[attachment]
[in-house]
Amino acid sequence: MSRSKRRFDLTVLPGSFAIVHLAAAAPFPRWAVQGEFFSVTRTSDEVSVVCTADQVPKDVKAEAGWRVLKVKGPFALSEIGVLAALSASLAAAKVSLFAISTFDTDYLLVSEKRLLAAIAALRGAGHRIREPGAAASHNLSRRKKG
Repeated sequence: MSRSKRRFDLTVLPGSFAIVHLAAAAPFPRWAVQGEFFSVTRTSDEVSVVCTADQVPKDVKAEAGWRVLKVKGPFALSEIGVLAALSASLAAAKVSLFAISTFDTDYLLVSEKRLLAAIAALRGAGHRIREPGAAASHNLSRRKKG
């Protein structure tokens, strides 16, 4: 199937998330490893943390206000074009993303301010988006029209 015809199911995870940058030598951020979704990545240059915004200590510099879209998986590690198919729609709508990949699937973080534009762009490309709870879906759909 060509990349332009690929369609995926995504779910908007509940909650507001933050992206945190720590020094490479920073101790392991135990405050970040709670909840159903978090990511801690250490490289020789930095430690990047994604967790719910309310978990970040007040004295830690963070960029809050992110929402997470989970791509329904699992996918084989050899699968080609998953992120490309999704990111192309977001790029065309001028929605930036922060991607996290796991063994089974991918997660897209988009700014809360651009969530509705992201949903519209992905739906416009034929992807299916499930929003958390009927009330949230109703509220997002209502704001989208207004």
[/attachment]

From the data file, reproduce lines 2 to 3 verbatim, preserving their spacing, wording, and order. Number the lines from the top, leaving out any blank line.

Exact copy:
Amino acid sequence: MSRSKRRFDLTVLPGSFAIVHLAAAAPFPRWAVQGEFFSVTRTSDEVSVVCTADQVPKDVKAEAGWRVLKVKGPFALSEIGVLAALSASLAAAKVSLFAISTFDTDYLLVSEKRLLAAIAALRGAGHRIREPGAAASHNLSRRKKG
Repeated sequence: MSRSKRRFDLTVLPGSFAIVHLAAAAPFPRWAVQGEFFSVTRTSDEVSVVCTADQVPKDVKAEAGWRVLKVKGPFALSEIGVLAALSASLAAAKVSLFAISTFDTDYLLVSEKRLLAAIAALRGAGHRIREPGAAASHNLSRRKKG